Orchard Towers

Orchard does seem the most lively at night.  I am still trying to overcome the shock of seeing so many children out past ten.  I love this photo Andy took of row after row of taxis perfectly lined up near Orchard Road on a Saturday night around midnight.  Red on the roof means the taxi is occupied.

The second day after we arrived, I smelled the distinctive and pleasing aroma of buttery caramel corn.  Many visitors to Chicago are familiar with Garrett’s where the lines to get the popcorn treats are always long and the smells inviting.  I looked up and sure enough there was the sign.  Perhaps Singapore’s “Miracle Mile” is an apt description after all – just like Michigan Avenue only on whooping doses of steroids!

Sunday in Kampang Glam: Singapore’s Muslim Soul

Arabs were some of the first traders to Singapore.  They brought their Islamic religion and converted many indigenous Malays.  Many settled in the Kampang Glam area which remains a Muslim enclave in Singapore.  Friends spoke highly of the shops and restaurants.    We had not yet been there so we set off on Sunday to explore another unique section of the island.

We started at the aptly named Arab Street.  Muslim influence is predominant in the area and reflected in the shops   Shops owners displayed beautiful fabrics and carpets and the merchants proudly displayed their wares.

There was also the occasional man-made rug.  Aidan tried desperately to convince us that this one should end up in his room.  Too bad it would be very difficult to ship 😉

Sultan Mosque is the premier mosque in Singapore and a very prominent landmark. It has a long history that stretches back to 1824.

We had read in a guide-book that the mosque was only open to the public in the afternoon.  There were many people entering and prayer services were in session.  We were standing out front observing from a distance.  Soon a docent invited us to come inside.  The worshipers were exceptionally welcoming and informative about their religion.  Photography was also permitted which is fantastic so I can share some images of the activity we witness and especially the beauty of the women in their headscarves.

After our visit to the mosque we strolled down Bussorah Street and found a place to eat some Middle Eastern food.

Every weekend we try to expose the children to new ethnic foods.  This day was falafel and humus. We also let they chose an item.  Sydney wanted the “balloon” bread she saw pictured in the menu.  I must say she chose wonderfully.

One of the best aspects about living in Singapore is the ease of experiencing different cultures and exposing the children to the breadth of what the world offers.  The people in the Kampong Glam and especially the mosque were so kind and welcoming.  Tomorrow we leave for Indonesia, which will be the first predominantly Muslim country Aidan and Sydney have traveled.  This past Sunday was a great introduction to what may lie ahead.

Singapore’s Asian Civilization Museum: Handicrafts, Heirlooms and Hookahs

Happy Labor Day!

May 1 is a national Singapore holiday.  This meant for Andy he did not have to physically go to the office but because few other counties acknowledge this day his email account was still flooded by work from the States and London.   Oh well!  Such is the life of an expat.   We did, however, take advantage of some free time to visit the Asian Civilizations Museum.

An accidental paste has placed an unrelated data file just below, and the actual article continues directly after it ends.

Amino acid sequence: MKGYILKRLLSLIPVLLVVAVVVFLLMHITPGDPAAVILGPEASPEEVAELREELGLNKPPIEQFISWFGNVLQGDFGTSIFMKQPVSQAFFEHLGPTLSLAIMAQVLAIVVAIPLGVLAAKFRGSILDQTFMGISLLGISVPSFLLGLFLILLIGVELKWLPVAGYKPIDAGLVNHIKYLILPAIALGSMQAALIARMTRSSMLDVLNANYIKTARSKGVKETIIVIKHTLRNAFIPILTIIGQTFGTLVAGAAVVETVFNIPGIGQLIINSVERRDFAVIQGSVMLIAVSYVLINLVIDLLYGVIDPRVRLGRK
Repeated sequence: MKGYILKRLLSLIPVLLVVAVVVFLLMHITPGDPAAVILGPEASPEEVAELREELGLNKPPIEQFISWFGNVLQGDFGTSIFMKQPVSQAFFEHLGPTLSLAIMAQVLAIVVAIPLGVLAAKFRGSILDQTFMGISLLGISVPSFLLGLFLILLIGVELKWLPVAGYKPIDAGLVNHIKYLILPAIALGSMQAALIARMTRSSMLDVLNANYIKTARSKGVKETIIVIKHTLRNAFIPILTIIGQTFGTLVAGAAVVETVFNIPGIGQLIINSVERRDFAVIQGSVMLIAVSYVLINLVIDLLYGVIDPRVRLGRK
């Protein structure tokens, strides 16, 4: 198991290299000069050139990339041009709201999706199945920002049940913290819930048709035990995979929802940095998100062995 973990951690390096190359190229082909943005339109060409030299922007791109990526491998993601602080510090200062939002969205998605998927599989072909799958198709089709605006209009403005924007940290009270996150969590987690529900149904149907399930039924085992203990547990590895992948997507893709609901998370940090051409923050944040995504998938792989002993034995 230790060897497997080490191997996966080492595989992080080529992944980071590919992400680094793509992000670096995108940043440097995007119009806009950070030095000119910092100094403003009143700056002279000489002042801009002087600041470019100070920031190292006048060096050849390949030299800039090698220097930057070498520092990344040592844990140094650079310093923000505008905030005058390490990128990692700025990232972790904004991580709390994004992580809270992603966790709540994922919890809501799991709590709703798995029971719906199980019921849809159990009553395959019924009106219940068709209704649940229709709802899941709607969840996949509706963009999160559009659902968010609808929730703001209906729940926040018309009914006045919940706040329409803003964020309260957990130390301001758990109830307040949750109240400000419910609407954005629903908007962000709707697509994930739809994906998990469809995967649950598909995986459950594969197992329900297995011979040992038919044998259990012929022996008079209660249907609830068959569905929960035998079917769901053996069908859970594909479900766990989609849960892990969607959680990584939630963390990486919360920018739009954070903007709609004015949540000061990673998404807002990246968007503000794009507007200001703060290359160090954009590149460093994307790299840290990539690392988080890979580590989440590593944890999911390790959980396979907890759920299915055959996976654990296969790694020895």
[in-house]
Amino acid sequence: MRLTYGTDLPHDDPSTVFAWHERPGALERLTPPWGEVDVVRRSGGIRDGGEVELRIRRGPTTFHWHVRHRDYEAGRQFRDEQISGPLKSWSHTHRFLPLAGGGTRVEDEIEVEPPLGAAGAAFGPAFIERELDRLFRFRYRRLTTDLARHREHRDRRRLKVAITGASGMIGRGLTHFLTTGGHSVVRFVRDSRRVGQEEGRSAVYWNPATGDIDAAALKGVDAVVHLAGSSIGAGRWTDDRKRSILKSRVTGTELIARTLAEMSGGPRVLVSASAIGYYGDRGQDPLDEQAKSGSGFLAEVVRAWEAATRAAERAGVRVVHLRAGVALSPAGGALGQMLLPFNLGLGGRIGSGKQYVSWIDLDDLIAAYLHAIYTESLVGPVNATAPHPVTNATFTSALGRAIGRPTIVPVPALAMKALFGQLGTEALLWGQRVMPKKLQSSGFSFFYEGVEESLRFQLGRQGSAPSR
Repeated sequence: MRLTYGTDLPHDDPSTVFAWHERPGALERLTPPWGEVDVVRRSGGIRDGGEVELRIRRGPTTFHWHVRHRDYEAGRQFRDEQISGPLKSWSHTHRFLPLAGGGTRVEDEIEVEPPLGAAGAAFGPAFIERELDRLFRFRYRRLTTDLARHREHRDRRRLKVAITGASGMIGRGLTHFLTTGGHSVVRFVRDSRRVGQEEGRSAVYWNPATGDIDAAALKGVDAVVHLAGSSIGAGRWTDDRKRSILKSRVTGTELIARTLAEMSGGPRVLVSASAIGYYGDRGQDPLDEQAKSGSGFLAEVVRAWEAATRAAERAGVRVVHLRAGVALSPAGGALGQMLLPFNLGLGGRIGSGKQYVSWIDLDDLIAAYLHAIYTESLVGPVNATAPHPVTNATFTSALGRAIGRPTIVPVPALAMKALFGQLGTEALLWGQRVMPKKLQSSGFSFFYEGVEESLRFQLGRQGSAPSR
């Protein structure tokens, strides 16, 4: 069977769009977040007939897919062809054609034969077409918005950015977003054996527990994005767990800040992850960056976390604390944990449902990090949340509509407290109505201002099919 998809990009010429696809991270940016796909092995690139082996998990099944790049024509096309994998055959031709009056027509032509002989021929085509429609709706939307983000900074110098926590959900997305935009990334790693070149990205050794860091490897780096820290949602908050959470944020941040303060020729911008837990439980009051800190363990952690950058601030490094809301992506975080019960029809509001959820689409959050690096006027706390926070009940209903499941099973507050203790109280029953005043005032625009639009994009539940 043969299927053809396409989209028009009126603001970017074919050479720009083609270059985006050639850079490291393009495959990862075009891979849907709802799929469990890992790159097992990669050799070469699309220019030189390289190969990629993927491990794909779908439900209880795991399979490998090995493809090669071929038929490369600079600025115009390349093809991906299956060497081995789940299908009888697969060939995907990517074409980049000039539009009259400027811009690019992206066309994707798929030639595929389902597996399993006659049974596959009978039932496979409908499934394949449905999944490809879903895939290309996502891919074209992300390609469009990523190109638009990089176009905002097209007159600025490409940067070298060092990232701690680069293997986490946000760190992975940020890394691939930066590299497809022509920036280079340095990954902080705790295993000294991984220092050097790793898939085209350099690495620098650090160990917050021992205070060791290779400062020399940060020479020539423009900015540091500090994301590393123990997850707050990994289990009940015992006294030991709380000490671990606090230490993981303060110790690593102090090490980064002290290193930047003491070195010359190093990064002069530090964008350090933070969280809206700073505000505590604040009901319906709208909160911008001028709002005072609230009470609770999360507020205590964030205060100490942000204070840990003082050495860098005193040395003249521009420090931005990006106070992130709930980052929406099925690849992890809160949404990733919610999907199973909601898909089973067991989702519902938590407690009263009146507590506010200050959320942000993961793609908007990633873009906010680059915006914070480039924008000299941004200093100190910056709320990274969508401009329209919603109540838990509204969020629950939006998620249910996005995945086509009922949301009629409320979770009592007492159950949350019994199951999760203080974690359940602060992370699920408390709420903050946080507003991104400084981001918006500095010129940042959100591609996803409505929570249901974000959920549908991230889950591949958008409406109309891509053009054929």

Singapore today is a melting pot of nations and has been an important worldwide trading port for generations.  This museum represents various cultures of Asia and contains a remarkable diversity of wonderful treasures.  The galleries are generally separated by geographical areas and the displays are lovely.

This is from the southeast Asia area.

Beautiful Stone Carving from India

Currently they have a special exhibit of artifacts recovered from a 9th century AD Chinese shipwreck discovered as recently as 1998 in the Java Sea.

Detail of a Flask from the Tang Shipwreck

There is also a special display of fabrics from India from the 1400s to 1900s.  The intricacy of the details is stunning.

There were many interactive screens.  This one had the jewelry displayed in a case with a black background but would illuminate where the pieces belonged on a statue when you pushed a button.

In the Indonesian cultural display a video of a traditional dancer played behind the instruments.

Several areas, specifically designated for children,  provided educational opportunities about different cultural centers around Asia.  The displays included costumes, books and play objects.  The kids really enjoyed these and the photo opportunities were priceless.  Here Aidan and Sydney dress the part of patrons in a traditional Chinese Tea House.

In “India”, Aidan took the role of a maharaja very seriously. Sydney acted as his guard.

Drums boomed in the Nomadic Middle Eastern tent.

Sydney looked like trouble was brewing behind the drapes.

Aha! They found the hookah pipe!  The children came up with the pose spontaneously which simultaneously amused and frightened Andy and me.    We can only hope that they never look this way in college 🙂

We were all impressed with the museum.   The collections fantastic and the kids loved being part of the journey.   It was a wonderful reminder of some places we have been, will travel to or hope to explore some day all under one roof.   Now if we can only keep them off the hookah….

Singapore’s World Famous Chicken Rice